The Sturgeon River Gorge Wilderness exemplifies everything that I love about the Northwoods. Secluded, rugged and photogenic! 

Like standing next to a tsunami
This is a classic example of a magnificent place that I would not have known about had I not been in the area. Often when I travel, I have a faint scaffolding of where I want to go and make sure that I allow plenty of time for stumbling upon new places. In this case, I must thank the kind folks at Baraga County Tourism who illuminated this vast wilderness to me. 

The interior of the Upper Peninsula is as unspoiled and untraveled as it gets. If you understand how difficult it is for an area to attain "Wilderness" status in the US, you would know that this is no exaggeration. The exact wording of the law states that it is "an area where the earth and its community of life are untrammeled by man, where man himself is a visitor who does not remain" (Wilderness Act of 1964). I had a keen sense of this while wandering through these wilds. 
View from the top of the gorge
Getting to this are requires comfort in navigating unmarked logging roads although I had no trouble with clearance in a two wheel drive sedan (even following a rainstorm). The roads are fairly well graded and though I wouldn't go careening 40 miles an hour down them, I didn't feel too slow either.

The entrance to the wilderness area is deliberately vague. There's a parking area that is marked and then the trail leaves right across the street. Directions and maps can be found here and several other websites though I would strongly suggest that the traveler visit the Baraga CVB for a free, very detailed map of the area and any updates on road closures. With those directions, I had absolutely no trouble with navigation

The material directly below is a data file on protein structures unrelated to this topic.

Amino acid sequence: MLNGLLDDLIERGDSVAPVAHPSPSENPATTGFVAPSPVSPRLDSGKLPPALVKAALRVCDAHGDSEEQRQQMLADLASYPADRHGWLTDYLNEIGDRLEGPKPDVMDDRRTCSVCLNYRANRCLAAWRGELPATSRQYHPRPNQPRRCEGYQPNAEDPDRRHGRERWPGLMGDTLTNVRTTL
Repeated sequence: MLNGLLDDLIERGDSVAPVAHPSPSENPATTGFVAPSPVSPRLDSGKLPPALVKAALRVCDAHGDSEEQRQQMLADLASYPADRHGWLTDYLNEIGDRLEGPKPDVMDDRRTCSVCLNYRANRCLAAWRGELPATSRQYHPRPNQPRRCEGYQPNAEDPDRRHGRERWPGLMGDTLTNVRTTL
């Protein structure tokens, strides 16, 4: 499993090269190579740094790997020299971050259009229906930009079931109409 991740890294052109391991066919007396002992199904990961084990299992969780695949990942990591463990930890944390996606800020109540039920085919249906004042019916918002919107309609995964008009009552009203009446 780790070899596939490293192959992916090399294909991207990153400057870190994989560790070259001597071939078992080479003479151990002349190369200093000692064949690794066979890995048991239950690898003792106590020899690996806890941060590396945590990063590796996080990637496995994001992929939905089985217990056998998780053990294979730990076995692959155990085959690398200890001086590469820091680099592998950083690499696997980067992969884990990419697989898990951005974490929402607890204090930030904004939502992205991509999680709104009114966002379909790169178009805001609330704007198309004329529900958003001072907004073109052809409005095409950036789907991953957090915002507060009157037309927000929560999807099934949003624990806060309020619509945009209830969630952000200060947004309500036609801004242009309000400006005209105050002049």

Fairly typical roads of the area- not too shabby for a two wheel drive vehicle 

The classic pentagonal sign marking a wilderness area in the US
The hike that nearly ever visitor to the area completes is the hike to the Sturgeon River Falls. There's so much to enjoy about this hike. First, it immediately dips well below the rim of the canyon and into the wild. The waterfall is visible within the first mile and the trail skits the side of the lower gorge all the way along the river's edge. It is not unusual to see bald eagles and bears and this would be one of the better opportunities to see a moose in Michigan. Even if no large wildlife is seen, birding opportunities are abundant. For a complete list of wildlife that can be spotted in the gorge, visit here

I have been ever so lucky to visit this place after a thunderstorm. Sure the trail was a bit muddy but were the falls ever thunderous!

Here's another one of the lower falls-

The trail essentially fades into the woods along the river though there appear to be many informal herd paths that lead up the ledges. Towards the top of the ledges, I caught a great view of the river as it makes a large U - shaped bend. Nice spot for lunch!

The whole hike took less than two hours. It could be considered a bit strenuous coming back up the to the canyon rim but overall I think it's fairly do-able even for a less experienced hiker.

Just south of the trailhead for the falls is a pullout for one of the overlooks above the rim and it's a fine place to get some perspective on how deep it is. Bet you weren't expecting such a sight in the midwest!